Bonded by loss, Liberty rides a strong connection into Fiesta Bowl against Oregon


PARADISE VALLEY, Ariz. (AP) — Liberty’s quick rise has culminated with the best season in the program’s short history.

The Flames are undefeated, have a Conference USA trophy back home in Virginia and will play in a New Year’s Six bowl for the first time in Monday’s Fiesta Bowl against No. 8 Oregon.

They’ve done it through an unbreakable bond sparked by tragedy.

“It became a true true brotherhood and you can kind of watch it grow throughout the year, especially when we get into a tough moment in a game,” Liberty co-offensive coordinator and running backs coach Newland Isaac said. “You can kind of see those guys come together alongside one another team. It’s probably is the reason why we’re 13-0.”

Liberty opened fall camp with the extra dose of enthusiasm a new coach brings to a program.

The Flames had a rapid rise under coach Hugh Freeze, earning four straight bowl appearances after joining the Football Bowl Subdivision in 2018. When Freeze parlayed his success in Lynchburg into the head coaching job at Auburn, in stepped Jamey Chadwell, who led Coastal Carolina to three straight bowl appearances.

The Flames’ world came crashing down around them the first Saturday of fall camp.

Tajh Boyd, a soft-spoken freshman offensive lineman, died on Aug. 7, later ruled by the medical examiner as a suicide. His death hit the Flames like an emotional shockwave.

“When things like that happen, you can either fall apart or you can make it a point to be around each other and be together, and try to stay together,” Liberty offensive lineman X’Zavea Gadlin said. “We really did that.”

The Flames had to take small steps at first.

The school provided grief counselors and the coaching staff met with team leaders to see where the players were mentally. The coaches had to sort through when to start practicing again, how hard to practice once they got rolling and keep a keen eye on players whose minds might be elsewhere to prevent injuries.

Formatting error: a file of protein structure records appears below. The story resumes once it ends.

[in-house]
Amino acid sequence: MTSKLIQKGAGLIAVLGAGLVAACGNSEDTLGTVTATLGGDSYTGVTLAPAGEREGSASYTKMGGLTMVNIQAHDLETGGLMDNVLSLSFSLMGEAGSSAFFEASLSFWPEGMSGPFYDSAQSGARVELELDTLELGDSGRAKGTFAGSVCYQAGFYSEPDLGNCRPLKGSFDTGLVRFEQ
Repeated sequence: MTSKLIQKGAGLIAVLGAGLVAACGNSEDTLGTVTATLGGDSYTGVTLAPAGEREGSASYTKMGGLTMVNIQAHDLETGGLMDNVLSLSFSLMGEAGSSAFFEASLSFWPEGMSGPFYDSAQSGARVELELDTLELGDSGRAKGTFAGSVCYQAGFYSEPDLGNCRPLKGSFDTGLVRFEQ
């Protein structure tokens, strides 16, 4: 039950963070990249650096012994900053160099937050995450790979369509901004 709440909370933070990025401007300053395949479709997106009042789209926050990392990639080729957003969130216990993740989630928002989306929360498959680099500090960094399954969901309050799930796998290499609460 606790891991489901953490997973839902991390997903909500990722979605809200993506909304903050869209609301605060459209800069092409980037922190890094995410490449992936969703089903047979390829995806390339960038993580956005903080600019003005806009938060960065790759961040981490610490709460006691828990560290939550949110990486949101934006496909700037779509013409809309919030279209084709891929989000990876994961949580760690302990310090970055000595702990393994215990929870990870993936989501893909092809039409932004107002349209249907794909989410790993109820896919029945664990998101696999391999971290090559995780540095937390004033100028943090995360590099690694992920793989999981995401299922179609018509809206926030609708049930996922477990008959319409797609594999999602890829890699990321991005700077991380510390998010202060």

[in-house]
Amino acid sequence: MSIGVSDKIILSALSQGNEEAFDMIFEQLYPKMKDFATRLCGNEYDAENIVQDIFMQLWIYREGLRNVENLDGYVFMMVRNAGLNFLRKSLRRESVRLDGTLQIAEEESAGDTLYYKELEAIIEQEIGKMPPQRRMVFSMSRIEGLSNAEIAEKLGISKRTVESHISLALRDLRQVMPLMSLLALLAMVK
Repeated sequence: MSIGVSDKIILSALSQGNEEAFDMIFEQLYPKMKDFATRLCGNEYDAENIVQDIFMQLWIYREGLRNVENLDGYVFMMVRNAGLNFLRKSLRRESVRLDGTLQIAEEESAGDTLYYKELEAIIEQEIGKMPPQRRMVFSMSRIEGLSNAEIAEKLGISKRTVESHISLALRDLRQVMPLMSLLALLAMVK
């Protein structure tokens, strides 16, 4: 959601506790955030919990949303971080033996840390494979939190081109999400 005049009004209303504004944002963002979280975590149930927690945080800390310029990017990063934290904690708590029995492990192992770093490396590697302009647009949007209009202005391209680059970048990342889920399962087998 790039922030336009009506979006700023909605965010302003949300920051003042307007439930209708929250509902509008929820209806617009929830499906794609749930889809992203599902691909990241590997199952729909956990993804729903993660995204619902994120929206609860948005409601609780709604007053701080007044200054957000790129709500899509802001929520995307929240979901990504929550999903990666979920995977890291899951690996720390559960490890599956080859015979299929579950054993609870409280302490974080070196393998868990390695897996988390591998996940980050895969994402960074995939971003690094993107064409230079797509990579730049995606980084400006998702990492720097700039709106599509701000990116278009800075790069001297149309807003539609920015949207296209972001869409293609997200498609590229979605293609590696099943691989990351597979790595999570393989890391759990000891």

“It was tough, man, probably the toughest thing I’ve ever had to deal with,” Isaac said.

Liberty won an emotional opener over Bowling Green and kept winning. The Flames entered the AP Top 25 at No. 25 on Nov. 5 and climbed to No. 18 in the final regular-season poll. (They are No. 23 in the College Football Playoff rankings.)

The core of Liberty’s success has been an offensive line that rallied together following Boyd’s death.

The Flames led the nation in rushing yards per game at 302.9, finishing more than 20 yards per game ahead of the next-closest team. Liberty racked up 393 yards rushing and 712 yards overall in a 49-35 win over New Mexico State in the Conference USA title game.

“Tajh has been on our minds the whole way,” quarterback Kaidon Salter said. “It’s tough knowing that he’s not here with us, but we’re playing for him. That’s the whole goal of the year, playing for Tajh.”

Boyd has not been with the Flames physically, but they’ve felt his presence every step of the way.

At practice one day, their teammate and friend gone the next — a tremendous blow for anyone, much less a team preparing for its first season under a new coach.

Grieving together and playing in his honor brought the team closer, forming the kind of bond the players might not have had otherwise. Difficult as Boyd’s death was, it brought everyone on the team closer, pushing them along through the best season in school history.

“God uses everything for the good, even when they look bad,” Gadlin said. “One of the things that definitely good came out of it was that we learned how to be more of a closer team after that experience, because you had to listen to each other and be able to navigate through it all.”

Boyd may not be with the Flames when they face Oregon on Monday. His spirit will certainly be there guiding them.


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